Think back to last summer for a moment. How did your AC perform? Did it exceed expectations or was it struggling to get by? Asking questions like these now can help you be prepared or get prepared for the coming summer.
We’re going to address a common issue that some homeowners may have brushed off last season which really shouldn’t be ignored: irregular AC cycles. Here’s what you need to know about what is and isn’t normal for your AC cycles so you know when to reach out for an AC repair.
How long the average cycle should last?
Let’s start by looking at just how long the average cooling cycle is supposed to be.
Most air conditioners have a cooling cycle that lasts between 10–15 minutes long. This may end up being a little longer if you have an AC that uses inverter technology. However, this may mean longer pauses between cooling cycles as a result.
The next step is looking at how long your AC is supposed to stay off in between cooling cycles. Too short may cost you extra cash and too long will cause temperature peaks and lows.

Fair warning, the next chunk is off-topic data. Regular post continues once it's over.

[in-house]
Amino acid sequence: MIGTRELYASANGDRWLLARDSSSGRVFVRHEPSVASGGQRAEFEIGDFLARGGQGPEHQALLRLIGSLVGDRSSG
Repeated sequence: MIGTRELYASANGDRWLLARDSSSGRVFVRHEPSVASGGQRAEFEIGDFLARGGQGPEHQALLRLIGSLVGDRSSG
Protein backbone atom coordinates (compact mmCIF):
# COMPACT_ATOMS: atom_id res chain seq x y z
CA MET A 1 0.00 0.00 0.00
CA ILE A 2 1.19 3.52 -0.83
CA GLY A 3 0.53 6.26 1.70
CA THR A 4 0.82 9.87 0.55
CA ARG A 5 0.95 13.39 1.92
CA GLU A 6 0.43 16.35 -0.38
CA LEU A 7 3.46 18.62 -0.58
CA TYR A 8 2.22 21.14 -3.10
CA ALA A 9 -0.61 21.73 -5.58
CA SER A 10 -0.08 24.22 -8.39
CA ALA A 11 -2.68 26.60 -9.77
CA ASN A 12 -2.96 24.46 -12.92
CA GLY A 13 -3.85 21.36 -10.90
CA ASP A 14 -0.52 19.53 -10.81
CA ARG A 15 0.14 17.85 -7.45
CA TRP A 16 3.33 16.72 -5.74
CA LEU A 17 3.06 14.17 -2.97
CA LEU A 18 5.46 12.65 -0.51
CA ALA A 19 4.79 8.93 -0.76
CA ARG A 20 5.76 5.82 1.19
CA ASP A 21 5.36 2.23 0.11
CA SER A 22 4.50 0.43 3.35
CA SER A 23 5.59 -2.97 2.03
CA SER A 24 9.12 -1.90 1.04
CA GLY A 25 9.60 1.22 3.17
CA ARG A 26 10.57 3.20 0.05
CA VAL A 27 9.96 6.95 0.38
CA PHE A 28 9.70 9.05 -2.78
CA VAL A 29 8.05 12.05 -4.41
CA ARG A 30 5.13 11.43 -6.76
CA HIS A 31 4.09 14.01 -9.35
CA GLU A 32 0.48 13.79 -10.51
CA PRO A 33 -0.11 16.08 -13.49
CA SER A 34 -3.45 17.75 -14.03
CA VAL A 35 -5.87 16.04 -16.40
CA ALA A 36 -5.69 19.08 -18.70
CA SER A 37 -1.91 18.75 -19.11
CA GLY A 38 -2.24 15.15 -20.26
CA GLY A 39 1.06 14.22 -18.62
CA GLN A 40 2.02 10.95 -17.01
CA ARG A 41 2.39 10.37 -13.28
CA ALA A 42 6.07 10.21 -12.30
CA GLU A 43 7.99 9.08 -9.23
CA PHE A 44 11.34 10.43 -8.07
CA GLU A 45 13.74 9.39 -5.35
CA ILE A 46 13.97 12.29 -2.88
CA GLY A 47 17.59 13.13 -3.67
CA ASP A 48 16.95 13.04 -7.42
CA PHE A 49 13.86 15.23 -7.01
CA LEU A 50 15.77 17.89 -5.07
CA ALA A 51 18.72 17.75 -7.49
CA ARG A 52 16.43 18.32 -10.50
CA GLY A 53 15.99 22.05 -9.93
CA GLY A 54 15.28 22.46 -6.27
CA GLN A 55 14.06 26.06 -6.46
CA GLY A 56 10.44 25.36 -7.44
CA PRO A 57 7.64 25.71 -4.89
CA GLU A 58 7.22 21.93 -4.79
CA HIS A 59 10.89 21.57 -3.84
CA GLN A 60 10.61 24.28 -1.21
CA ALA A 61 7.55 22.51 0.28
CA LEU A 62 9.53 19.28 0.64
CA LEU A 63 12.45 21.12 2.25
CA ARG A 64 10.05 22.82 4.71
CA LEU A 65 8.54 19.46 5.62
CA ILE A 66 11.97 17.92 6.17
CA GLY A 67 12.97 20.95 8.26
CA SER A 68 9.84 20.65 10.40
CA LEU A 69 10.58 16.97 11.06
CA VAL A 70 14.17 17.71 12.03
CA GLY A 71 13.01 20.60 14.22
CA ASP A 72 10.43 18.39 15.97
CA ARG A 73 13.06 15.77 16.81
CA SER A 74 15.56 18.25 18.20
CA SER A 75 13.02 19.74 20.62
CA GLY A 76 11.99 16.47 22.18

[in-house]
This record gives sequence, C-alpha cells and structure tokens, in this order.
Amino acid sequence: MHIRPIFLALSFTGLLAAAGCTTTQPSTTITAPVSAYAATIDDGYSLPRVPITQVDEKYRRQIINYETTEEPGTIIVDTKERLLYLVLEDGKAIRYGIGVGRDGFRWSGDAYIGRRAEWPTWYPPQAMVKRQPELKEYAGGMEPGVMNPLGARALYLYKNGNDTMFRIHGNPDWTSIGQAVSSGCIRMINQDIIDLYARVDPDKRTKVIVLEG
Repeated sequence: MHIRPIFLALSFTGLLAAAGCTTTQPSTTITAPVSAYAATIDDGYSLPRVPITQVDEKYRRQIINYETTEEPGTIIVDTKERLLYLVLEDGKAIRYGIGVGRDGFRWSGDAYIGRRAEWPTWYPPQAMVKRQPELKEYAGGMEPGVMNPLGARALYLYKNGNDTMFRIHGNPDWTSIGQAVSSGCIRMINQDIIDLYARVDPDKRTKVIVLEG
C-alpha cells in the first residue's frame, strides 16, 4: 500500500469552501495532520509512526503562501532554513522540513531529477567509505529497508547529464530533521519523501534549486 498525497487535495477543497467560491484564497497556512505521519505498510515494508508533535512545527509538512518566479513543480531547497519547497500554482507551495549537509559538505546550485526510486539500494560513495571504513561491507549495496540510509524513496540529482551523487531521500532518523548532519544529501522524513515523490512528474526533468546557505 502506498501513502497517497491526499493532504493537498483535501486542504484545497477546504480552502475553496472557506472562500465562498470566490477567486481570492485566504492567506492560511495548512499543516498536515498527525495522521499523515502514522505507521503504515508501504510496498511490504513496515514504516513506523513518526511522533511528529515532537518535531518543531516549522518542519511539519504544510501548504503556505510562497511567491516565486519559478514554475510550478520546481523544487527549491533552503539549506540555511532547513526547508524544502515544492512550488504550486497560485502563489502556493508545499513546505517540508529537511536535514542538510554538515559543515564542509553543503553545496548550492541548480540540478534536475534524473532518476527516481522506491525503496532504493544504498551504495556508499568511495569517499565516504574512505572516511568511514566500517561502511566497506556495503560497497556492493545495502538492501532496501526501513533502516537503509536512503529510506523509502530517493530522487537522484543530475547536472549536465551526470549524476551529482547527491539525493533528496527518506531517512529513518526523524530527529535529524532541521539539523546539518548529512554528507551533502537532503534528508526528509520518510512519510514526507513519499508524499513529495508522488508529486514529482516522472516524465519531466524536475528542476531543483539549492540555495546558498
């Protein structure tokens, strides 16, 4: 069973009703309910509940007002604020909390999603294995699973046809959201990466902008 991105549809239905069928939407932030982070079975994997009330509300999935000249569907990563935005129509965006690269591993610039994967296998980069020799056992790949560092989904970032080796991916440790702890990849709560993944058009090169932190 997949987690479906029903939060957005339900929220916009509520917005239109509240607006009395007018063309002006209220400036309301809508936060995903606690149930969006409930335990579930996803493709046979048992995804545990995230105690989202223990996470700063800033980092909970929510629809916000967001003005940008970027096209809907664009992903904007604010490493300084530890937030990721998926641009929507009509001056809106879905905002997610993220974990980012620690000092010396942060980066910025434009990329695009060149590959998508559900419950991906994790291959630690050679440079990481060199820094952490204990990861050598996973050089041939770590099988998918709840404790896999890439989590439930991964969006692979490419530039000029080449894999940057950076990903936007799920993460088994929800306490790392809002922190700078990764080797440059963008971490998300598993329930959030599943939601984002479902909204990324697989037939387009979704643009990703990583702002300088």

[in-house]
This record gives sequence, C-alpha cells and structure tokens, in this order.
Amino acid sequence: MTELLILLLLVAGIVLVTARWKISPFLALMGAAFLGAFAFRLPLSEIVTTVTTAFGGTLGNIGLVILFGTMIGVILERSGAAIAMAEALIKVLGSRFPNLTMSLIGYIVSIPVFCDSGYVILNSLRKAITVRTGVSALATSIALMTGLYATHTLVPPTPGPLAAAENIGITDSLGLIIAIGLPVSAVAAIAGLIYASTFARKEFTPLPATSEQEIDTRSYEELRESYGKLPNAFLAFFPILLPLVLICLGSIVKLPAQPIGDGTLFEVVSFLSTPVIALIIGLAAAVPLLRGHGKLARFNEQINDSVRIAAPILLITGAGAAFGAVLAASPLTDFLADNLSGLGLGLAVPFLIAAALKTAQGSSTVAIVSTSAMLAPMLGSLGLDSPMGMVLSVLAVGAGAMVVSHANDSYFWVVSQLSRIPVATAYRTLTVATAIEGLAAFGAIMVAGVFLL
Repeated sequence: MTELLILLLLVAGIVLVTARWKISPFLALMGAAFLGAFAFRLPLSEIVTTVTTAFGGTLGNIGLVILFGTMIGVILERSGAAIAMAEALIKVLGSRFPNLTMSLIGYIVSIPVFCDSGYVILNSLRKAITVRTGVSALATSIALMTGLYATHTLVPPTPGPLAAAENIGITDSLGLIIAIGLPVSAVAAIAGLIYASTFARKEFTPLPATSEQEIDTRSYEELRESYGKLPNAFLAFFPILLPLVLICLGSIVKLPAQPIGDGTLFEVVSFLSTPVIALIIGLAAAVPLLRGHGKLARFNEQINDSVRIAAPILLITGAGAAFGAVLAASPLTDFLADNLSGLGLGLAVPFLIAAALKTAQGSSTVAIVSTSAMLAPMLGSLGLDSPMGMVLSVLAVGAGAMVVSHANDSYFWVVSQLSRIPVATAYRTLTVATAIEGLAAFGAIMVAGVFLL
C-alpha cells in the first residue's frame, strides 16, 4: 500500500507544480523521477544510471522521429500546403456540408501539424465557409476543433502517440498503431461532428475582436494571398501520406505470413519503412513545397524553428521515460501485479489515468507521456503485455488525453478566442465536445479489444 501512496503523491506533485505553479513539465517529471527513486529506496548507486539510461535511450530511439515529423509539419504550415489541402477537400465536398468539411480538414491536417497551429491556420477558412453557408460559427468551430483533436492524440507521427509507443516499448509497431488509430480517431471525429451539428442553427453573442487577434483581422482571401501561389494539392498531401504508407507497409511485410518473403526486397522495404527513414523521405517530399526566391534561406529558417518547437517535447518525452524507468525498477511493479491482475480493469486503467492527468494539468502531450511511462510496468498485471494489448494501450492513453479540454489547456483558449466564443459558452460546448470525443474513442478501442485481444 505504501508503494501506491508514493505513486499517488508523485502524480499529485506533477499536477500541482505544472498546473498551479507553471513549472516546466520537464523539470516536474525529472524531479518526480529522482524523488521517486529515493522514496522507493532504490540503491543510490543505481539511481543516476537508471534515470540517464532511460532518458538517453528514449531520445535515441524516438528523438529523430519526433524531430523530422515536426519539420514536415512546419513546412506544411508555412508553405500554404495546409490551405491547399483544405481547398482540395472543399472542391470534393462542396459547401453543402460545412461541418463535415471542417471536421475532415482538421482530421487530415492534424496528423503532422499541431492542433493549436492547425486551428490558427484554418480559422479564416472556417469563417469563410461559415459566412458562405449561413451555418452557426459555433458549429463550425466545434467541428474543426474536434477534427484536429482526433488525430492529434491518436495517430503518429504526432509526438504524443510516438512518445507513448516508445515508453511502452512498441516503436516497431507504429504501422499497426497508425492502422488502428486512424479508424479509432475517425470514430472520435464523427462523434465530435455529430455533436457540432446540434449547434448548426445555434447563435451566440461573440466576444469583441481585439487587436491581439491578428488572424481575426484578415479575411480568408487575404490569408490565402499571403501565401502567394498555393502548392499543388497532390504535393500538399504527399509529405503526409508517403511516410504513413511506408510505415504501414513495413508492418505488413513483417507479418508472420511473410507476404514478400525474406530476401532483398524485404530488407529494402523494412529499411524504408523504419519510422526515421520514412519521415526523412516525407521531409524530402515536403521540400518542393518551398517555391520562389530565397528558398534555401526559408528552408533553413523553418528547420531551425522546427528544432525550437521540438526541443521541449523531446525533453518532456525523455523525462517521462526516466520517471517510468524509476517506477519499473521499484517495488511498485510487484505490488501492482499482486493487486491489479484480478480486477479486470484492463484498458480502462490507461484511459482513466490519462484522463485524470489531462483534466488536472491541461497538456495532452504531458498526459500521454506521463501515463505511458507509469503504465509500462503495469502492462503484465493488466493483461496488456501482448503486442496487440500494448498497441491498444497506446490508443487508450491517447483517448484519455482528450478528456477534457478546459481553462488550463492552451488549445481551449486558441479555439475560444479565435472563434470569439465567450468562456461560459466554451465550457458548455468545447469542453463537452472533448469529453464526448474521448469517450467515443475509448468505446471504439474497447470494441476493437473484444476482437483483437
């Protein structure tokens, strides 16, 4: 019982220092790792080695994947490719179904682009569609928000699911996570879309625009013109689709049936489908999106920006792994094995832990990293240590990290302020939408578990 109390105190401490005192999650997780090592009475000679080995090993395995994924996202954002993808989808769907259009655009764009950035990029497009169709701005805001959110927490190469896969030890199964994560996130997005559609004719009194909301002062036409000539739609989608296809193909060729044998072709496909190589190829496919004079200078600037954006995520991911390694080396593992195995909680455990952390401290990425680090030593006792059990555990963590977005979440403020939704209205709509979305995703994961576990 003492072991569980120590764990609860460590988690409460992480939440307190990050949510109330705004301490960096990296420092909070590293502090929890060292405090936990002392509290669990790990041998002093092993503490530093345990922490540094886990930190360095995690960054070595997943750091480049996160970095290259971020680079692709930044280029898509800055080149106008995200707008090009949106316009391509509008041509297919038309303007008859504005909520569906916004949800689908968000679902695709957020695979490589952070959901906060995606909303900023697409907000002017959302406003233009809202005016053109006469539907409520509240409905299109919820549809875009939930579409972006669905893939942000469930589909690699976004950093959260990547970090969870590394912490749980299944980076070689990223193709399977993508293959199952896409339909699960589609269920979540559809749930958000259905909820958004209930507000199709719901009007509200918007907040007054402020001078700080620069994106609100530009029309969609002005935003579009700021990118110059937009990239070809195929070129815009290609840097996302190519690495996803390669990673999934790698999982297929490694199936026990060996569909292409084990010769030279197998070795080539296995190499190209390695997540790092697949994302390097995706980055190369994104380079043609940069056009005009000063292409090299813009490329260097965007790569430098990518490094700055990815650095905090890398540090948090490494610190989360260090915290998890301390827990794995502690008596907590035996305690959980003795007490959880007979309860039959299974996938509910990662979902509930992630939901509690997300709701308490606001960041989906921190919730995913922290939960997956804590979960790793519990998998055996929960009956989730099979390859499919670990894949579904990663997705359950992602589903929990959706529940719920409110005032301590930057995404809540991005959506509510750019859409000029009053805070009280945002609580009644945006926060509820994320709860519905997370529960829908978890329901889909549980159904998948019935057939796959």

On average, barring the use of inverter AC units, your air conditioner is going to rest for around 7 to 10 minutes between cycles.
The problem you may have: a never-ending AC
Now that you know what you are supposed to expect, you may be realizing that your air conditioner is not running properly.
If your AC seems to run for far too long, then you have probably started to notice the negative impact this can have on your home comfort. For starters, it is going to leave things too cold, if the system is actually cooling. If the system isn’t cooling though, it may keep running non-stop to try to reach the desired, but unattainable, temperature.
So what’s going on? There’s more than one potential cause:
- A refrigerant leak can make it harder for your AC to remove heat from the air, forcing your system to run longer to try to get the job done.
- Airflow issues may hinder the cooling process, leaving your AC running for longer amounts of time to try to get enough air to cool down the house.
- A thermostat malfunction may mean that your thermostat can’t tell when things have cooled off, translating to an AC that is never told to stop.
The opposite problem: Short cycling
Let’s say that you may not have an AC that is running nonstop and is, instead, running only in short spurts. This is known as short cycling and, much like nonstop cycling, can be harmful to your air conditioner over time.
This can also be caused by problems with your thermostat, airflow, and refrigerant level.
Ultimately, you need to make sure that your air conditioner is able to run for the right amount of time. More or less time spent cooling, or resting, is going to cost you in terms of comfort and energy costs.